With disk-based data protection, backup data can be highly mobile. Data can be easily copied via the network to offsite locations or even the cloud. Again, this requires no loading of physical media or transportation to another location. While disk-based backup lets you easily copy backup data to secondary site locations, this requires that underlying network infrastructure exist between the sites. This includes LAN/WAN infrastructure connecting backup systems with the network as well as site-to-site connectivity.

Disk-based backups generally provide better data security than tape. Physically accessing hard disks contained in a drive array is harder than gaining access to tapes in cold storage. Physical disks in drive arrays are usually monitored closely. Furthermore, data contained in disk-based backups is usually spread across multiple drives in what is called Redundant Array of Independent Disks (RAID systems). The complete set of data required to reconstruct a virtual machine or many virtual machines may be spread across multiple hard disks in the RAID group. Tapes, in contrast, are generally written to in a serial manner. A single LTO-7 or LTO-8 tape, for example, may contain a complete VM or a set of many VMs. If someone were to gain possession of a single tape, a massive amount of business-critical data could be exposed, and the data is easily accessed. With regard to the physical security of data, disk-based backups certainly hold advantages over tape.

The primary use case for disk-based backups is in the typical daily or weekly backups as well as data retention for less than 90 days. Disk-based backup provides the ease, performance, security, and mobility of backup data that organizations today look for when protecting business-critical applications. Imagine you had to restore a single file deleted by an end user one week ago. Pulling the set of tapes, loading the tape library, and inventorying the tapes would be inefficient. With disk-based backup, this type of operation can be performed in a matter of a few minutes, if not less!

The reality of today’s virtual infrastructure data protection landscape is that both VM backup to tape and disk-based VM backup serve valuable roles in protecting business-critical data. Disk-based backups provide efficient backup and restore capabilities. Backup to disk also provides data mobility and inherent physical security. While sending data to tape might at first seem inefficient or outdated, tape-based backup systems are extremely inexpensive, offer infinite scalability, and provide a means of offsite storage for unconnected locations. Supplementing current disk-based backup data protection plans with backup to tape provides cost-effective, long-term archival storage for data that is generally older than 90 days. Rather than viewing VM backup to tape and disk-based VM backup as competing technologies, you can think of them as complementary technologies. When combined, they provide you the best of both worlds – cost-effective, efficient, short- and long-term backup data storage.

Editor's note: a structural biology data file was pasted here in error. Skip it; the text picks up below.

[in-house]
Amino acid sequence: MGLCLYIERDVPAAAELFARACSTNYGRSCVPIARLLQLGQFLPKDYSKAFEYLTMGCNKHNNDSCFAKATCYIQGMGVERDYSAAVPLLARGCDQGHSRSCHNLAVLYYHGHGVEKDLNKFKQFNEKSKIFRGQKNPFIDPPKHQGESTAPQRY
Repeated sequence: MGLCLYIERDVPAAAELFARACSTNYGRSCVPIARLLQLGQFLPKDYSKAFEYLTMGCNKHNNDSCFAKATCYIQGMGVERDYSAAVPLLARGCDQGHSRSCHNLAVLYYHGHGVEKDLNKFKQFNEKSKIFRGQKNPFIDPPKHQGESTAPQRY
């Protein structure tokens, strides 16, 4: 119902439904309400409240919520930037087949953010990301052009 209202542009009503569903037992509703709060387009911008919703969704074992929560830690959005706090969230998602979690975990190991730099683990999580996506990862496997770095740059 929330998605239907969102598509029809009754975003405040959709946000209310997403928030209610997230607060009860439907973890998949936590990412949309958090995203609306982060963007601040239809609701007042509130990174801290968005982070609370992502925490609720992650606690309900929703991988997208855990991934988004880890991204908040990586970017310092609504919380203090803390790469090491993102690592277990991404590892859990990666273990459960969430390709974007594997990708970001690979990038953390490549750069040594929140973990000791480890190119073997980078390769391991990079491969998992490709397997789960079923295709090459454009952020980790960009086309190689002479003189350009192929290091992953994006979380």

How the GDPR Affects Data Protection

A new set of regulations goes into effect in May 2018, called the GDPR, or General Data Protection Regulation. The GDPR affects all organizations who process or retain data of European Union subjects. Under the GDPR, EU data subjects have total ownership of their personal information, including the following provisions:

  • Right to access – The right to access any personal information processed, stored, etc.
  • Right to be forgotten – Under the GDPR, individuals have the right to request that a data processor remove any and all data containing their information
  • Privacy by design – The GDPR mandates that systems are designed in such a way as to ensure the privacy of individuals protected under the new regulations

When thinking about designing the data protection solutions of the coming years, GDPR-friendly business-critical backups are crucial. Developers now need to think about how easily specific data can be accessed or deleted upon request. While interpretations of the scope of the new regulations are widely varied, there is no doubt that data contained on both disk-based and tape-based systems is subject to scrutiny under the new legislation.


Backup systems of today’s virtual infrastructure include both short- and long-term storage for effective data retention policies. VM backups to tape provide cost-effective, infinitely scalable, long-term storage that lets organizations implement offsite storage even without secondary site connectivity. There can, however, be reliability and security concerns with backups to tape.

VM backup to disk is the primary storage medium used by today’s modern data protection solutions. Disk-based backup provides fast backup and restore operations for data changed within the past 90 days, as well as data security. Some of today’s data protection solutions for virtual infrastructures make use of both VM backup to tape and disk-based VM backup. By leveraging both, you can architect an effective, efficient, and affordable backup storage solution for daily/weekly as well as long-term backup data.